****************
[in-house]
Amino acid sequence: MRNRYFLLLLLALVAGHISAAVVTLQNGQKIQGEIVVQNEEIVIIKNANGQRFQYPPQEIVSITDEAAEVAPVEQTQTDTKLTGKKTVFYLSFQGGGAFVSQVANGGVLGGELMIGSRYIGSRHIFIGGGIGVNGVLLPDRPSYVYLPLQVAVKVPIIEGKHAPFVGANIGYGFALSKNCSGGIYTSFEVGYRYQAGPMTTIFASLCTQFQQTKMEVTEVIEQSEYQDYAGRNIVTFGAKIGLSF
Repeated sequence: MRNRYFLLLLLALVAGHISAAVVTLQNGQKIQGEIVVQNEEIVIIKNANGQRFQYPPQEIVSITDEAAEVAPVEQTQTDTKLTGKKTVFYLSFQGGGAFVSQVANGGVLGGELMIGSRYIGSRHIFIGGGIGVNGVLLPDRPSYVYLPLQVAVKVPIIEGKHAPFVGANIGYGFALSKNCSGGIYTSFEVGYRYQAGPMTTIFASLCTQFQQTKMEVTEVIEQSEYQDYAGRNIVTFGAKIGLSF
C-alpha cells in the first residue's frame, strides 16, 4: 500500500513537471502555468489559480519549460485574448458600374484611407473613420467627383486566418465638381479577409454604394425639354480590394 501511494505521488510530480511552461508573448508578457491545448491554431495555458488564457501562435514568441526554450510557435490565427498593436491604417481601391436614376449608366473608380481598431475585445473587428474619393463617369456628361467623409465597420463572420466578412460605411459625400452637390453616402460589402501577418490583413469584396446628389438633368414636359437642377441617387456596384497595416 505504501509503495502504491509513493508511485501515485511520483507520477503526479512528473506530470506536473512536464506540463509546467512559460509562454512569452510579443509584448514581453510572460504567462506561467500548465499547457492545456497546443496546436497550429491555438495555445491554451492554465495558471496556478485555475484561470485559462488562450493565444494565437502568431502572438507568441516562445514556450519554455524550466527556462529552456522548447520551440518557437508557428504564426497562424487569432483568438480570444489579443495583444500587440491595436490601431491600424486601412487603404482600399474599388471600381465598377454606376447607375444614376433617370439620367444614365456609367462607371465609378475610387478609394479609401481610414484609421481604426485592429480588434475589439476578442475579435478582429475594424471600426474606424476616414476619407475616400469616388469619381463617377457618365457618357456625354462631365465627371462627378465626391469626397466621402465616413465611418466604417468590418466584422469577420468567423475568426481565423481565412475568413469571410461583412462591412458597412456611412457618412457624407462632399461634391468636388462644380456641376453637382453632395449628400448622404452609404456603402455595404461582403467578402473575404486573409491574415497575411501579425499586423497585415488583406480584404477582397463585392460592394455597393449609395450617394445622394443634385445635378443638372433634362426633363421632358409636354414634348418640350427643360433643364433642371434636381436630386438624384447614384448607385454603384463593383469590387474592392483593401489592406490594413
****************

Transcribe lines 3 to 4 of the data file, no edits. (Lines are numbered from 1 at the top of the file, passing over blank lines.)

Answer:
Repeated sequence: MRNRYFLLLLLALVAGHISAAVVTLQNGQKIQGEIVVQNEEIVIIKNANGQRFQYPPQEIVSITDEAAEVAPVEQTQTDTKLTGKKTVFYLSFQGGGAFVSQVANGGVLGGELMIGSRYIGSRHIFIGGGIGVNGVLLPDRPSYVYLPLQVAVKVPIIEGKHAPFVGANIGYGFALSKNCSGGIYTSFEVGYRYQAGPMTTIFASLCTQFQQTKMEVTEVIEQSEYQDYAGRNIVTFGAKIGLSF
C-alpha cells in the first residue's frame, strides 16, 4: 500500500513537471502555468489559480519549460485574448458600374484611407473613420467627383486566418465638381479577409454604394425639354480590394 501511494505521488510530480511552461508573448508578457491545448491554431495555458488564457501562435514568441526554450510557435490565427498593436491604417481601391436614376449608366473608380481598431475585445473587428474619393463617369456628361467623409465597420463572420466578412460605411459625400452637390453616402460589402501577418490583413469584396446628389438633368414636359437642377441617387456596384497595416 505504501509503495502504491509513493508511485501515485511520483507520477503526479512528473506530470506536473512536464506540463509546467512559460509562454512569452510579443509584448514581453510572460504567462506561467500548465499547457492545456497546443496546436497550429491555438495555445491554451492554465495558471496556478485555475484561470485559462488562450493565444494565437502568431502572438507568441516562445514556450519554455524550466527556462529552456522548447520551440518557437508557428504564426497562424487569432483568438480570444489579443495583444500587440491595436490601431491600424486601412487603404482600399474599388471600381465598377454606376447607375444614376433617370439620367444614365456609367462607371465609378475610387478609394479609401481610414484609421481604426485592429480588434475589439476578442475579435478582429475594424471600426474606424476616414476619407475616400469616388469619381463617377457618365457618357456625354462631365465627371462627378465626391469626397466621402465616413465611418466604417468590418466584422469577420468567423475568426481565423481565412475568413469571410461583412462591412458597412456611412457618412457624407462632399461634391468636388462644380456641376453637382453632395449628400448622404452609404456603402455595404461582403467578402473575404486573409491574415497575411501579425499586423497585415488583406480584404477582397463585392460592394455597393449609395450617394445622394443634385445635378443638372433634362426633363421632358409636354414634348418640350427643360433643364433642371434636381436630386438624384447614384448607385454603384463593383469590387474592392483593401489592406490594413